Mistakes made by Ranger Dave

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    • #1233
      RangerDave
      Participant

      I was up in the Sierra’s this weekend by myself on the Mount Whitney trail.  I didn’t get very far, had to hike the road (that’s horrible, don’t do it).  I won’t go into all the details but but WILL talk about staying dry.  You have to stay dry or you can get in big trouble!  First thing, your outer clothing layer HAS TO BE WATER PROOF, which means Gore-Tex pretty much, unless you were a plastic trash bag?  Your boots, legs, body, hands, and head have to stay dry.  You can handle cold with layers if you have them, which you should, but not if you get wet.  There is no staying warm if you get wet.  Next, everything you want in your pack to stay dry, pack in a plastic trash bag.  Sleeping bag, gloves, down jacket, fleece, everything.  Pack cover, have one and use it as soon as a little wet starts coming down, don’t wait.  Foam pad, always carry one.  You can’t lay down and rest or take a short nap if you have to lay on wet, cold snow.  You will be shivering very soon.  Cover; which means tent or bivy sack.  If you get stuck or lost or just have to wait out some bad weather, you have to have cover, dry cover.  Final thought to repeat:  Get wet and cold and you can be in big trouble!  Stay dry, will see you up there.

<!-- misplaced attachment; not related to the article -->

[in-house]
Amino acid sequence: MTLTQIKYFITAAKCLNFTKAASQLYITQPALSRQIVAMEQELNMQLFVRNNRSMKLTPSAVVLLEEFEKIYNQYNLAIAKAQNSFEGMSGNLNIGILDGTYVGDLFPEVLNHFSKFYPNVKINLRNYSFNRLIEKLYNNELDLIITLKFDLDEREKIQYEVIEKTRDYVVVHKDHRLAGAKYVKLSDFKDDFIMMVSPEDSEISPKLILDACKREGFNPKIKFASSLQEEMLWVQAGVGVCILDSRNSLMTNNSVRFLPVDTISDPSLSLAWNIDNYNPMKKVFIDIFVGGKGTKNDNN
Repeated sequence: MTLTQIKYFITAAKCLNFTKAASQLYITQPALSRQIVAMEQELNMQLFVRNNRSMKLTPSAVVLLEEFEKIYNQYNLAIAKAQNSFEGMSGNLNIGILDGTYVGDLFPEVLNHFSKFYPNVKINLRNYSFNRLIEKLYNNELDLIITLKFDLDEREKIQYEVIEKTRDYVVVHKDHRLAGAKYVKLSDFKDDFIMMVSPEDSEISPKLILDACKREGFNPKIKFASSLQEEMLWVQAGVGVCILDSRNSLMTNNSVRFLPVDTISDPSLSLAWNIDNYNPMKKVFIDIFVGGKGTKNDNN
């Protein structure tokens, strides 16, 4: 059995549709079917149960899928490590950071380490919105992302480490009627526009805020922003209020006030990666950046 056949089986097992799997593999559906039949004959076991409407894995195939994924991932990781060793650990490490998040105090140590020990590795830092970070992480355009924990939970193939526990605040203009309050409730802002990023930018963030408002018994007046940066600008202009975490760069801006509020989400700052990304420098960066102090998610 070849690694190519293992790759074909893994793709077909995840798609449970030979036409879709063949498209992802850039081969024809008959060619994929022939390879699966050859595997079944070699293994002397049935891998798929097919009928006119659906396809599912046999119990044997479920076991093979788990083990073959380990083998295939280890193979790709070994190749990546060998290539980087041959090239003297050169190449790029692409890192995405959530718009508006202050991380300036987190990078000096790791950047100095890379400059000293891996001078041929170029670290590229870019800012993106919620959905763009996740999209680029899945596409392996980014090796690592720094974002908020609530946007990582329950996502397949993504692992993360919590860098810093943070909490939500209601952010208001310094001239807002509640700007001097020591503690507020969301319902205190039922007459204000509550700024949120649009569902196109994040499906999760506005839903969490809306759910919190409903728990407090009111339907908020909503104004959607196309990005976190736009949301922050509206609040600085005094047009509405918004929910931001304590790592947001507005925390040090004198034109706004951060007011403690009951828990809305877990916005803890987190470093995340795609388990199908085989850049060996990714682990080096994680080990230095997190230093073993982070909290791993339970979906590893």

Ranger Dave out.

    • #1235
      Ranger Bill
      Participant

      To reinforce Ranger Dave…

      A word about waterproof/breathable clothing…Gore-Tex and various PU laminates. Once the exterior wets out…stops beading up, the moisture you are creating inside the jacket or pants cannot escape. It becomes a sauna.

      This pass weekend three of us, two wearing Precip jackets and pants the other in Gore-Tex Pro, the latter the latest and greatest from W.L Gore, wet out our jackets and pants and created an atmosphere inside. When we stopped 2 1/2 miles from the trailhead all our baselayers were wet from perspiration, not the rain. One in our group also wet out a Marmot DriClime Windshirt by wetting out the latter, he did not feel he had enough clothing to go forward.

      A couple of things you can do are recoat your jacket with a Durable Water Repellent from time to time and between treatment put you jackets and pants in the dryer after a washing with powder detergent to reflow the DWR.

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